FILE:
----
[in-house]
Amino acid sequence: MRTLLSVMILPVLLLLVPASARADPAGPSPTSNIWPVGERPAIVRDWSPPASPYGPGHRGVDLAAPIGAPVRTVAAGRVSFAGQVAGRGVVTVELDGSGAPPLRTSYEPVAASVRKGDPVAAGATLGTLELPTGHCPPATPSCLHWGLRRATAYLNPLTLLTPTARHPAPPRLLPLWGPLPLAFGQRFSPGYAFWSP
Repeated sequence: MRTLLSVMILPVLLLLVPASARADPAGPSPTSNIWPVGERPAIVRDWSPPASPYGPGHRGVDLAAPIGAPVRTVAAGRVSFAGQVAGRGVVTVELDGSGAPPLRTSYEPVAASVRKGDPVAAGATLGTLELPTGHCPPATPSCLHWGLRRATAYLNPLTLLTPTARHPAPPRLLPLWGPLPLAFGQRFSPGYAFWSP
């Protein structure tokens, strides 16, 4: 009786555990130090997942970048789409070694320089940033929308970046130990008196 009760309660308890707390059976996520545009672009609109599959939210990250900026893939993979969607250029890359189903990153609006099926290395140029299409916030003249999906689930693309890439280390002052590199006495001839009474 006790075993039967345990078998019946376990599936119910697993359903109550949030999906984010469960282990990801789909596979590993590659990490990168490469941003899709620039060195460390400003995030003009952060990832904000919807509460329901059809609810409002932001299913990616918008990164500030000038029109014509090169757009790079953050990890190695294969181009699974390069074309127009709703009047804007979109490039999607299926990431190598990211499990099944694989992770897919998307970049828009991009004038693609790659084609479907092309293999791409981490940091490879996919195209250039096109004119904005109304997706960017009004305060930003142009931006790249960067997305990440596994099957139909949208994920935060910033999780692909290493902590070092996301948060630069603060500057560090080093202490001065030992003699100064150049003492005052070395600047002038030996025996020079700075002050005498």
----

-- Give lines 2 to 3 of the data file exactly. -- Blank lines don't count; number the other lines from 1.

Amino acid sequence: MRTLLSVMILPVLLLLVPASARADPAGPSPTSNIWPVGERPAIVRDWSPPASPYGPGHRGVDLAAPIGAPVRTVAAGRVSFAGQVAGRGVVTVELDGSGAPPLRTSYEPVAASVRKGDPVAAGATLGTLELPTGHCPPATPSCLHWGLRRATAYLNPLTLLTPTARHPAPPRLLPLWGPLPLAFGQRFSPGYAFWSP
Repeated sequence: MRTLLSVMILPVLLLLVPASARADPAGPSPTSNIWPVGERPAIVRDWSPPASPYGPGHRGVDLAAPIGAPVRTVAAGRVSFAGQVAGRGVVTVELDGSGAPPLRTSYEPVAASVRKGDPVAAGATLGTLELPTGHCPPATPSCLHWGLRRATAYLNPLTLLTPTARHPAPPRLLPLWGPLPLAFGQRFSPGYAFWSP